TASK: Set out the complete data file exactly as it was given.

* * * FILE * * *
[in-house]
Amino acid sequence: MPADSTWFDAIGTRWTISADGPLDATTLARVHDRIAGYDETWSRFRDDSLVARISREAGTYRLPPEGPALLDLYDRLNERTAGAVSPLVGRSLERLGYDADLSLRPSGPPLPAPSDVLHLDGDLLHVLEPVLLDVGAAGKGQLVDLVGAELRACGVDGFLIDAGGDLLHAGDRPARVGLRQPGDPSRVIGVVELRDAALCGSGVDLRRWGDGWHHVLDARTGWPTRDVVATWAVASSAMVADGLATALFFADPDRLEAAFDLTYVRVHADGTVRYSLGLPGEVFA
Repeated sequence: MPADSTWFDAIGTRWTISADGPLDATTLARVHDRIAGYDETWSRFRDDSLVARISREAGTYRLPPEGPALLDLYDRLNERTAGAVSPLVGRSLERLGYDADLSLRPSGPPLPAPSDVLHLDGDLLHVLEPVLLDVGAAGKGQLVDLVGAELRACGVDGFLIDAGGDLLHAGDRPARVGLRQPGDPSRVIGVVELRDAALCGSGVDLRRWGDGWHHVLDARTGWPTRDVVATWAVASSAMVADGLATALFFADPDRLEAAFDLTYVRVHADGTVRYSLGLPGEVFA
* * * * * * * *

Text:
[in-house]
Amino acid sequence: MPADSTWFDAIGTRWTISADGPLDATTLARVHDRIAGYDETWSRFRDDSLVARISREAGTYRLPPEGPALLDLYDRLNERTAGAVSPLVGRSLERLGYDADLSLRPSGPPLPAPSDVLHLDGDLLHVLEPVLLDVGAAGKGQLVDLVGAELRACGVDGFLIDAGGDLLHAGDRPARVGLRQPGDPSRVIGVVELRDAALCGSGVDLRRWGDGWHHVLDARTGWPTRDVVATWAVASSAMVADGLATALFFADPDRLEAAFDLTYVRVHADGTVRYSLGLPGEVFA
Repeated sequence: MPADSTWFDAIGTRWTISADGPLDATTLARVHDRIAGYDETWSRFRDDSLVARISREAGTYRLPPEGPALLDLYDRLNERTAGAVSPLVGRSLERLGYDADLSLRPSGPPLPAPSDVLHLDGDLLHVLEPVLLDVGAAGKGQLVDLVGAELRACGVDGFLIDAGGDLLHAGDRPARVGLRQPGDPSRVIGVVELRDAALCGSGVDLRRWGDGWHHVLDARTGWPTRDVVATWAVASSAMVADGLATALFFADPDRLEAAFDLTYVRVHADGTVRYSLGLPGEVFA